Looking out at the crowd gathered in front of him, dancer Channing Cook Holmes struggled to describe the singular magic of his late mentor, Alfred Desio. But he couldn't recall what he intended to say as he stood fighting back grief, clad in a neat gray suit, smart yellow tie ... and stocking feet.
So he slipped on a pair of shoes and started dancing.
That's what happens at a memorial for a tapper.
On Sunday, Holmes and about 150 other people answered the call of their personal pied piper one last time and trooped to Zipper Hall at the downtown Colburn School, where Desio, 74, taught life as well as tap before succumbing to cancer last month. Like me, they came to remember not only a great hoofer and instructor but also a friend.
A onetime child prodigy back East, Desio enjoyed a solid Broadway career before moving to Los Angeles and making his name as a teacher and performer -- and as the guy who figured out how to enhance live tap sounds with a synthesizer in real time, a brilliant engineering feat that became part of the movie "Tap." That innovation, of which he was ever proud, will be regarded by some as Desio's unique legacy.
But to my mind, the dazzling sound effects somewhat obscured the purity of his virtuoso dancing. He ranks among the most technically precise and dexterously advanced tappers I've ever seen.
Those in attendance Sunday got a sweet taste of Desio's dancing on tape, courtesy of Louise Reichlin, his widow, who herself runs a modern dance troupe. Among the gems was "Brandenburg Boogie," a hip arrangement of Bach that Desio choreographed into a classic. And there were selections from "Caution, Men at Work: TAP," his answer to Australia's Tap Dogs.
Sunday's event quickly became a live show, a gratis Desio alumni shindig. It included 23-year-old twins Sean and John Scott, who regularly dazzle crowds on the Third Street Promenade in Santa Monica. Ten-year-old Joshua Villanueva and Rachel Rosenbaum, 14, performed portions of the Brandenburg piece, just as they had with Desio during his final, gutsy performance last May.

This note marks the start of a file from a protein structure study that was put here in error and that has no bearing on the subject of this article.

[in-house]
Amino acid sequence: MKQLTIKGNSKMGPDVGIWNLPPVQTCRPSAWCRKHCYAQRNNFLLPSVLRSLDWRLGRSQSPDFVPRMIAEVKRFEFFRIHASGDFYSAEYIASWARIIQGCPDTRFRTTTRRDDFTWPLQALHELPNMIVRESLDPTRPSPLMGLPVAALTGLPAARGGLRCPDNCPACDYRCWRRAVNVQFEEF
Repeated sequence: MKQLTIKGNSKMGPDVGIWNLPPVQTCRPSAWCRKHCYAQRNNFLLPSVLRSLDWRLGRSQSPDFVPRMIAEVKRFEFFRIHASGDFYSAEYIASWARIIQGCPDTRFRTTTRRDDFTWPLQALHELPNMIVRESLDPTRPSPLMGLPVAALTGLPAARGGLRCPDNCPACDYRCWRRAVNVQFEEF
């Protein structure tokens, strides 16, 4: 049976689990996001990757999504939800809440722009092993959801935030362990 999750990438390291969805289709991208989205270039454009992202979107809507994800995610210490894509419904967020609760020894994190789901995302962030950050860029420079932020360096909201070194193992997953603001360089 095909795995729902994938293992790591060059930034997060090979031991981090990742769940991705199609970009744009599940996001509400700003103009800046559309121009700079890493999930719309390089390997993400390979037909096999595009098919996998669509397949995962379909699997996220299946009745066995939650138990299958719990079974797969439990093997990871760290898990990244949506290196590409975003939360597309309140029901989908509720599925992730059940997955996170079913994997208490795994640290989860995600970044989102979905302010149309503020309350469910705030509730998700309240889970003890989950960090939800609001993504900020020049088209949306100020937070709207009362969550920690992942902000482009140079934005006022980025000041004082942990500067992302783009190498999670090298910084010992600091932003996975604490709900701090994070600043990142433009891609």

It was true to form for Desio to extend himself in sharing his art form. He made regular pilgrimages to hardscrabble urban schools, carrying Velcro strap-on taps for demonstrations. His own performing ensemble became a kaleidoscope of ethnicities and backgrounds.
One parent spoke of the utter, attentive respect he would show the youngest children. The mothers and fathers of first-time students would watch -- perplexed, amazed -- as Desio sometimes taught an entire class without saying a word. He'd start moving with a certain cadence, a discernible repetition. Pairs of clattering feet did the same. If he added a brush, so did they. Then the music would change. He'd start clapping, then stop after three counts. So did they.
"I probably do it that way to not get too involved with describing things," he said a few years ago, "but to try to sharpen a student's visual skills -- to be able to look at something and duplicate it, or listen to something and duplicate it." Later in the class, he'd often spread out string instruments, drums, castanets, blocks and keyboards and let the children discover musicality.
When his students approached adolescence and developed attitude, Desio readied for war. His patience grew short, his demands long. He was fighting for them, to get them to the other side as gifted dancers and responsible adults. "I won't give them an inch," he said, especially if they wanted to join his company, the Colburn Kids. "To the girls, it's 'Knock it off with the bare midriff.' To the boys, it's 'No belts hanging off in front of your pants.' If I see a nose ring and multiple earrings, I'm going to comment on it."
Ever the perfectionist, he'd lose his patience with me too, despite my generally solid adult behavior. But he also treated me to stories. He'd show me the tap shoes he kept for needy students and his cache of obscure metal taps from generations ago, which he collected for his own amusement. It was hard to imagine anything slowing down this diminutive, seemingly ageless athlete. "We never looked back," Reichlin said at the memorial. "Only present and forward."
For many, the show/ceremony could never be simply about Desio. It also had to recognize his partner in artistry. "He and Louise together taught me the value of hard work and rehearsal, and rehearsal, and rehearsal again," said M'saada Nia, now a filmmaker, who hadn't put on tap shoes for seven years before rehearsing for this memorial with pals Gina Nicholson and Myshell Curry, now a teacher at Colburn. Nia recalled how Desio provided her with free shoes and free lessons when she couldn't afford them. "I have something valuable," she said, her voice breaking, looking at Reichlin. At that moment, she wasn't talking about tap. But when the time came, so did the footwork.